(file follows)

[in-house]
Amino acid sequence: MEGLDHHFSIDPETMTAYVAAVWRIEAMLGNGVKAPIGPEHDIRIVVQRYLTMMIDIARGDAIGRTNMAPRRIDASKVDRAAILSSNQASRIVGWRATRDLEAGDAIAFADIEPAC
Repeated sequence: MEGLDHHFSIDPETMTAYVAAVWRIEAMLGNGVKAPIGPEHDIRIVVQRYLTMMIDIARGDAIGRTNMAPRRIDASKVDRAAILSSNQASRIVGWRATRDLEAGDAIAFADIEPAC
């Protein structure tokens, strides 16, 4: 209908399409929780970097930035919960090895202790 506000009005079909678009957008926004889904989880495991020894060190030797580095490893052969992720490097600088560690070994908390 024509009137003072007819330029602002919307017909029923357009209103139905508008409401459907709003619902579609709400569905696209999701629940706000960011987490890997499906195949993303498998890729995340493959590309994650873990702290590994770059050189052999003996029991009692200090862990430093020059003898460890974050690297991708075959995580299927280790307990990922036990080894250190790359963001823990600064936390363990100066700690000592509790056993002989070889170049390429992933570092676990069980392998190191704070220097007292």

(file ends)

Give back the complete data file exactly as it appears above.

[in-house]
Amino acid sequence: MEGLDHHFSIDPETMTAYVAAVWRIEAMLGNGVKAPIGPEHDIRIVVQRYLTMMIDIARGDAIGRTNMAPRRIDASKVDRAAILSSNQASRIVGWRATRDLEAGDAIAFADIEPAC
Repeated sequence: MEGLDHHFSIDPETMTAYVAAVWRIEAMLGNGVKAPIGPEHDIRIVVQRYLTMMIDIARGDAIGRTNMAPRRIDASKVDRAAILSSNQASRIVGWRATRDLEAGDAIAFADIEPAC
């Protein structure tokens, strides 16, 4: 209908399409929780970097930035919960090895202790 506000009005079909678009957008926004889904989880495991020894060190030797580095490893052969992720490097600088560690070994908390 024509009137003072007819330029602002919307017909029923357009209103139905508008409401459907709003619902579609709400569905696209999701629940706000960011987490890997499906195949993303498998890729995340493959590309994650873990702290590994770059050189052999003996029991009692200090862990430093020059003898460890974050690297991708075959995580299927280790307990990922036990080894250190790359963001823990600064936390363990100066700690000592509790056993002989070889170049390429992933570092676990069980392998190191704070220097007292």